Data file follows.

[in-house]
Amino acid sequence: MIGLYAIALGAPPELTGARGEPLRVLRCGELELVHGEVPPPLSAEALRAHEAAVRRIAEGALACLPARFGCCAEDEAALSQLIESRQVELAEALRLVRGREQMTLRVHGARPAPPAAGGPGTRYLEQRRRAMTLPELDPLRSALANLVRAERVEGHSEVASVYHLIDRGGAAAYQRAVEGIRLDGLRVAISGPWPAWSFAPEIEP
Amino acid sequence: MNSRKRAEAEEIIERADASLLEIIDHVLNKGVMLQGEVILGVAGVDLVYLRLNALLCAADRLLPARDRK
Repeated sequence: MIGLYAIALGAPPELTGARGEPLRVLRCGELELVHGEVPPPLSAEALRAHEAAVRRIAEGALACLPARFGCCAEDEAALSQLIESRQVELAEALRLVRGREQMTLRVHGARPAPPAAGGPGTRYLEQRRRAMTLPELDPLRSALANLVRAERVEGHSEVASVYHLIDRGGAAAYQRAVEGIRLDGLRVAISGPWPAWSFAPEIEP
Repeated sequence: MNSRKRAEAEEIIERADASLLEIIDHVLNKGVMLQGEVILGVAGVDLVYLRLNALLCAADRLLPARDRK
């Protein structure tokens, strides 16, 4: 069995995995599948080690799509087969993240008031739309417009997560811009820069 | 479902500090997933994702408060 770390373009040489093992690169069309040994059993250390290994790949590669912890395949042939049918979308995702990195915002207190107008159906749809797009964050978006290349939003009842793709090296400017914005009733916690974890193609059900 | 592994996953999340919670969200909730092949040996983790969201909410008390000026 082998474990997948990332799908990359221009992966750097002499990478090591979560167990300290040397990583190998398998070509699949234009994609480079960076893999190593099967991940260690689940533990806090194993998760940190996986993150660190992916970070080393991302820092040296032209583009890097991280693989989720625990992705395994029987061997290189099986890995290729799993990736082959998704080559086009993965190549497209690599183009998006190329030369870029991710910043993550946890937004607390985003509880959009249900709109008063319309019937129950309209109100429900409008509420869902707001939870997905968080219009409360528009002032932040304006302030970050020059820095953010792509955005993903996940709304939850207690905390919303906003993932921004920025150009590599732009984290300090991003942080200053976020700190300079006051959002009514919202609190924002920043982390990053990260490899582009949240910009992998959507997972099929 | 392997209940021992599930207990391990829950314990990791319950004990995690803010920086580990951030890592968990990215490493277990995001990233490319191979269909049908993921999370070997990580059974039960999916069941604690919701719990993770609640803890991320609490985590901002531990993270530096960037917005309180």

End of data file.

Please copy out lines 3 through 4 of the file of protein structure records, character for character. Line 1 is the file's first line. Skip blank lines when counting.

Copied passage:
Amino acid sequence: MNSRKRAEAEEIIERADASLLEIIDHVLNKGVMLQGEVILGVAGVDLVYLRLNALLCAADRLLPARDRK
Repeated sequence: MIGLYAIALGAPPELTGARGEPLRVLRCGELELVHGEVPPPLSAEALRAHEAAVRRIAEGALACLPARFGCCAEDEAALSQLIESRQVELAEALRLVRGREQMTLRVHGARPAPPAAGGPGTRYLEQRRRAMTLPELDPLRSALANLVRAERVEGHSEVASVYHLIDRGGAAAYQRAVEGIRLDGLRVAISGPWPAWSFAPEIEP